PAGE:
“The people who have a stigma, or associate a negative connotation with it, don’t understand how it works,” she says.

But unlike most relationships, she is paid a sizeable monthly allowance that helps her pay for school.

U.S. undergraduate students last year finished school with an average of $35,000 in student debt — a figure that has risen steadily every year, according to Mark Kantrowitz, a financial aid expert. The average graduate debt load is $75,000, and some longer programs force students into much deeper debt.

Many students say their loans don’t cover the cost of living, and with rent skyrocketing in most major cities, they are left scrambling to make up the difference.

One graduate student at Columbia University in New York had a scholarship that covered almost all of her tuition, but not her living expenses. She spoke on the condition of anonymity because of the potential impact on her job prospects. She tried to make do — sharing a room with a classmate and working a minimum wage job, plus any freelance work she could get. But still she struggled to pay her rent and utilities, and her grades suffered.

“That’s just not why I am here,” she said. “I wanted to find the most amount of money I could make for the least amount of effort.”

So she found herself surfing Craigslist and and later,, the largest of the sugar daddy websites. Now she has two sugar daddies, one she sees occasionally and another who is more like a conventional boyfriend, except that he pays her a monthly allowance and helps rent her an apartment closer to him. said it is most popular in Los Angeles and New York. The average rent in both areas is well over $2,000 a month, according to Zillow research.

The Columbia student says she plans to continue “sugaring” after she graduates to buy herself time to find a more traditional job and remain officially unemployed so she can defer repaying the roughly $70,000 in loans she had already racked up.

“There is a lot of moral panic about it,” she said. “But what are the real estate and academic funding situations that led to this?”

Brandon Wade, creator of the site, touts it as an “alternative to financial aid” but says the company did not set out to target students when it launched in 2006. It stumbled on this niche and began in 2011 offering students a free premium membership, which usually costs $30 a month. It charges sugar daddies $70 to $180 a month, depending on the membership level. also offers to connect same-sex couples looking for such arrangements, or “sugar mommies” for men. But the male-female “sugar daddy” dynamic makes up the bulk of its business.

It’s difficult to pin down exactly how many students are involved in such situations, because they are private transactions. And it’s a niche rarely studied by academics. says student users on the site jumped from 79,400 worldwide in 2010 to 1.9 million this year and students make up one-third of its users. And while it sees thousands of signups on any given day, the company says enrolment jumps during August and January when tuition is typically due, sometimes to more than double its normal levels.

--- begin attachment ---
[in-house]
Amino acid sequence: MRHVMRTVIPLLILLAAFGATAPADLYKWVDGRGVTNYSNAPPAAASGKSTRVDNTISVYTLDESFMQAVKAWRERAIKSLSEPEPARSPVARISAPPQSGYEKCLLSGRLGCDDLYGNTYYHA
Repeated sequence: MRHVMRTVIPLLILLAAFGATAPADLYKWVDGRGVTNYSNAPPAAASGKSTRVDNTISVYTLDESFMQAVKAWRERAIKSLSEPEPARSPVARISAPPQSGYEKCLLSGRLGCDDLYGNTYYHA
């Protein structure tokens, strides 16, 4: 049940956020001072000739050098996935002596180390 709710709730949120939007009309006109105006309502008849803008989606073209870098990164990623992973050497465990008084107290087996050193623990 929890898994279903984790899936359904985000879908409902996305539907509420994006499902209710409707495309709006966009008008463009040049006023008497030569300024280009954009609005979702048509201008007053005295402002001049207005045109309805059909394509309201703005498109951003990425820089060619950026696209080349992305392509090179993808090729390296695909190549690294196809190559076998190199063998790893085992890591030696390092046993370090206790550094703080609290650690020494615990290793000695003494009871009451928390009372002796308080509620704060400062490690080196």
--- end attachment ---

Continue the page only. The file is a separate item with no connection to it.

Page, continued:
Women who have used the site report experiences that run the gamut — from respectful chaste dates all the way to aggressive solicitation online, even though it is forbidden on the site. Sex is not guaranteed although most users say it is implied. The company says a few arrangements have even led to marriage, although it is rare.

Some of the women say they feel respected and cared for, but remain aware that it is an arrangement, not traditional romantic love.

“It benefits me in many ways — we have a healthy relationship, we travel together, I’m able to enjoy the city more,” said the New York graduate student.

Still, she said, it is a job.

“It does kind of rub me the wrong way that some people don’t see it as sex work,” she said.

Comella warns that unlike sex workers, many women doing this put their true identities online, and that could put them at risk. While Seeking Arrangement runs background checks, there have been reports of violence against both men and women stemming from sugar daddy websites.

Kristen Houser of the National Sexual Violence Resource Center says that violence is common any time money is exchanged for sex. “You need to pay attention that there is a power imbalance,” she said.

Wade says there are risks inherent in any dating website. He should know; he runs several, including one that allows users to bid on dates and another focused on open relationships. He said he created out of his own frustration with women. An MIT graduate, he had difficulty meeting women and realized a site such as this would highlight what set him apart — money.

“Money and sex are things that people want,” he said. “I think the controversy comes into play on seeking arrangement because we are so upfront about it.”

Winners Announced- 2016 Surrey International Trade Awards

Surrey, B.C. – The 8th Surrey Board of Trade, Surrey International Trade Awards Reception took place on May 12th drawing over 250 business people from Surrey and the Lower Mainland to celebrate Surrey’s import and export companies.

“This event really speaks to the reality that Surrey businesses are part of the global economic equation. Countries cannot live in isolation. They have to mutually share their prosperity, technical know-how and undertake trade in order to sell their products. The world economy is inter-dependent. Economic progress of a nation depends upon its ties with other countries,” said Anita Huberman, CEO, Surrey Board of Trade.

“That is why the Surrey Board of Trade is the only Board of Trade/Chamber of Commerce with an International Trade Centre in our office, creating global business connections for local businesses. Last year, we expanded our trade documentation services and business development services.”